Holidays Bill passes into law
Holidays Bill passes into law
The Holidays Bill that gives four weeks annual leave to all New Zealanders was passed in Parliament today.
Labour Minister Margaret Wilson said the overall effect of the Bill is to bring holidays legislation into line with modern business and work patterns while at the same time providing much needed clarity and consistency around holiday entitlements.
The increase to four weeks annual leave would help people achieve a better balance between their work and their personal life, Margaret Wilson said.
“It is also important if New Zealand is to compete successfully against other countries in attracting and retaining skilled people.”
While the annual leave increase applies from 1 April 2007, other provisions in the Bill come into force on 1 April next year.
“The current minimum entitlement of five days for both sick and bereavement leave is insufficient for the increasing number of employees who must balance work, parenting and caregiving responsibilities,“ she said.
“This has been changed to ensure employees have clear and separate entitlements to sick leave and to bereavement leave.”
Margaret Wilson said the Bill also provides that all employees should genuinely be paid rate and a half for the time they work on a public holiday.
“This acknowledges the fact the employee is sacrificing a day of national, religious or cultural significance they could otherwise be spending in relaxation or celebration with friends and family.” The Department of Labour’s information services will be available to help people find out about their entitlements and obligations. These services include the toll-free Infoline, web-based and printed material.
Below: KEY PROVISIONS OF THE HOLIDAYS BILL Holidays Bill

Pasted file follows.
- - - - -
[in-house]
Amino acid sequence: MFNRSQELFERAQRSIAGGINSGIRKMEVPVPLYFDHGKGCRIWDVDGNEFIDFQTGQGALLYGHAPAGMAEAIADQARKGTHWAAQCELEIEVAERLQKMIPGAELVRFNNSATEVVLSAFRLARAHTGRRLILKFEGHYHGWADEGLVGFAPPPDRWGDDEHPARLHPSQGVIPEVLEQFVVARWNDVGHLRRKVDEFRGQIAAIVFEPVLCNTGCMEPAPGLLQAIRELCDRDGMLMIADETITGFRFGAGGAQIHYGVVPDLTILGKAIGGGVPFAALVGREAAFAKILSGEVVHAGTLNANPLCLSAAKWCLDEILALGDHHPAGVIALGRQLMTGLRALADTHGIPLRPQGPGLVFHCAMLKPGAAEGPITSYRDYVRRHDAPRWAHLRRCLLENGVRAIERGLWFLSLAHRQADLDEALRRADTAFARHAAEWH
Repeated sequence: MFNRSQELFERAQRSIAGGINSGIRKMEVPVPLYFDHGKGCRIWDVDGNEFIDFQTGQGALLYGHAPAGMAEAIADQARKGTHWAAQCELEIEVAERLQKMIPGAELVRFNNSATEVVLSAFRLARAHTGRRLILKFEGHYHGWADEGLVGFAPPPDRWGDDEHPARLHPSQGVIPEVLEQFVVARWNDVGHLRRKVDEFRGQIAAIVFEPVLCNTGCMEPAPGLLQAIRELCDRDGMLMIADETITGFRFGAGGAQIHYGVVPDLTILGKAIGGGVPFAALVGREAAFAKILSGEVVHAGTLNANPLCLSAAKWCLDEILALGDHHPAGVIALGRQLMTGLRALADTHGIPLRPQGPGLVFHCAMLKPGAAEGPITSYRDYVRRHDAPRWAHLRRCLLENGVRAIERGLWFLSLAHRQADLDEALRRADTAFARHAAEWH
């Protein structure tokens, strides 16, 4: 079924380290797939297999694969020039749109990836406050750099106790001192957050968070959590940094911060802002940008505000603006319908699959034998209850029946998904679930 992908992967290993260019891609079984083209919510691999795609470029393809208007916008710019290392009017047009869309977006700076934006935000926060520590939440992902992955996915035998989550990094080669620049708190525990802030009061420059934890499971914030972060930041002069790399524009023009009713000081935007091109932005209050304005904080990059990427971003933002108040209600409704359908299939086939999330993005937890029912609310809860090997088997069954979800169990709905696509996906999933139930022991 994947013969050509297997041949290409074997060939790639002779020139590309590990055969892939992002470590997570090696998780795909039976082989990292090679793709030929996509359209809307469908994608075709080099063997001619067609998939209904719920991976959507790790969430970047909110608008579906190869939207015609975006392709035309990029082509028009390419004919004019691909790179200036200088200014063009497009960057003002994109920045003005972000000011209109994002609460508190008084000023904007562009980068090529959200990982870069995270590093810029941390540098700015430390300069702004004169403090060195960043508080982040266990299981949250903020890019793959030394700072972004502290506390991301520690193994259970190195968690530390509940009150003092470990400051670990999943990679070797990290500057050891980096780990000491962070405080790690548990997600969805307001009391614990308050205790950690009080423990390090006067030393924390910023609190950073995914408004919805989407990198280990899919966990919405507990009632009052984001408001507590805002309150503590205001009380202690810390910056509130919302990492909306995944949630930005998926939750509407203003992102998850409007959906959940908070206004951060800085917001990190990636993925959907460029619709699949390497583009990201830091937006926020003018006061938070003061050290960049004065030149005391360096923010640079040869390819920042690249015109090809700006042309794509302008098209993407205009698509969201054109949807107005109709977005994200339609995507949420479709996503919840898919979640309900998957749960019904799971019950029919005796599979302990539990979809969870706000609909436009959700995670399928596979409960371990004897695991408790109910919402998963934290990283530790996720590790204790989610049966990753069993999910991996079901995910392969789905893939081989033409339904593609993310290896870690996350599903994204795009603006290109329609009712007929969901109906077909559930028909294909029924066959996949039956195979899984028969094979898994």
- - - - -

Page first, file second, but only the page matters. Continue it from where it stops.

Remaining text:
The provisions of the Bill are outlined below.
An employee is entitled to three weeks annual holidays upon the completion of 12 months continuous employment. From 1 April 2007 an employee will receive four weeks annual holidays on their next entitlement date. An employer must give an employee the opportunity to take two weeks of their annual holidays in one uninterrupted period if the employee so wishes. In the first instance, timing of annual holidays should be by agreement between an employer and an employee. An employer must not unreasonably refuse to agree to an employee’s request to take annual leave. The entitlement to annual holidays remains in force until they are taken – if an employee is not taking their annual holidays, their employer can require them to do so. An employer may have only one customary closedown period a year where they can require employees to take annual holidays. Note: this does not prevent an employer from closing their business at other times and agreeing with their employees about the use of annual holidays. This represents the status quo, but the Bill clarifies that this applies to only one closedown per year and only where it is customary for the employer to do so.
The calculation of annual holiday pay in various circumstances is clarified. This does not result in any reduction to annual holiday pay. However, an employer will no longer be required to recalculate annual holiday pay where an employee has taken holidays in advance. The change is made to reduce compliance costs.
The Bill spells out in detail how an employee’s holiday pay is to be calculated in situations where:
Entitlement has arisen; Annual holidays are taken in advance; Employment ends within 12 months; Employment ends and entitlement has arisen; Employment ends before further entitlement has arisen;
Payment where leave is taken will be the greater of average weekly pay or ordinary weekly pay.
Payment where an entitlement has not arisen is at 6% of gross earnings. This will increase to 8% from 1 April 2007, when the four weeks annual holidays entitlement comes into force.